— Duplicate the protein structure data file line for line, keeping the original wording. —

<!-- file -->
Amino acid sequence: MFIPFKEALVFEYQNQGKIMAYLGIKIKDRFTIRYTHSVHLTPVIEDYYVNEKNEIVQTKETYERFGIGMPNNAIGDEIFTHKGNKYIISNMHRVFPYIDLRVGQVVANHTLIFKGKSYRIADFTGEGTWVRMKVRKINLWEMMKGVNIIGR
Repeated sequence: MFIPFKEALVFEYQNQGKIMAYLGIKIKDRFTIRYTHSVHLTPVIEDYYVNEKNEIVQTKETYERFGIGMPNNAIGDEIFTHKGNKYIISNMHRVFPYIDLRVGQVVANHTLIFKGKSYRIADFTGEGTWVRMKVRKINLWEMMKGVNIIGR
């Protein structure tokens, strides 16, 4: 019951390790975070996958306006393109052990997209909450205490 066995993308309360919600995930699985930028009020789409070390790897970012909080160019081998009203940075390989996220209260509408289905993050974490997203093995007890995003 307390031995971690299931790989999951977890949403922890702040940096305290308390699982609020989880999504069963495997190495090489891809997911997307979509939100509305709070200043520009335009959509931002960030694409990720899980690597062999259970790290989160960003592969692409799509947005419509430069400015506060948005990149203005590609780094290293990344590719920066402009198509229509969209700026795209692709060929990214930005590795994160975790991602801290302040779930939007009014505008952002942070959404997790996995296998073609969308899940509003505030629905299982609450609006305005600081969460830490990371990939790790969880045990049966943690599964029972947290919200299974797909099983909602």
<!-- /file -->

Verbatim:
Amino acid sequence: MFIPFKEALVFEYQNQGKIMAYLGIKIKDRFTIRYTHSVHLTPVIEDYYVNEKNEIVQTKETYERFGIGMPNNAIGDEIFTHKGNKYIISNMHRVFPYIDLRVGQVVANHTLIFKGKSYRIADFTGEGTWVRMKVRKINLWEMMKGVNIIGR
Repeated sequence: MFIPFKEALVFEYQNQGKIMAYLGIKIKDRFTIRYTHSVHLTPVIEDYYVNEKNEIVQTKETYERFGIGMPNNAIGDEIFTHKGNKYIISNMHRVFPYIDLRVGQVVANHTLIFKGKSYRIADFTGEGTWVRMKVRKINLWEMMKGVNIIGR
């Protein structure tokens, strides 16, 4: 019951390790975070996958306006393109052990997209909450205490 066995993308309360919600995930699985930028009020789409070390790897970012909080160019081998009203940075390989996220209260509408289905993050974490997203093995007890995003 307390031995971690299931790989999951977890949403922890702040940096305290308390699982609020989880999504069963495997190495090489891809997911997307979509939100509305709070200043520009335009959509931002960030694409990720899980690597062999259970790290989160960003592969692409799509947005419509430069400015506060948005990149203005590609780094290293990344590719920066402009198509229509969209700026795209692709060929990214930005590795994160975790991602801290302040779930939007009014505008952002942070959404997790996995296998073609969308899940509003505030629905299982609450609006305005600081969460830490990371990939790790969880045990049966943690599964029972947290919200299974797909099983909602």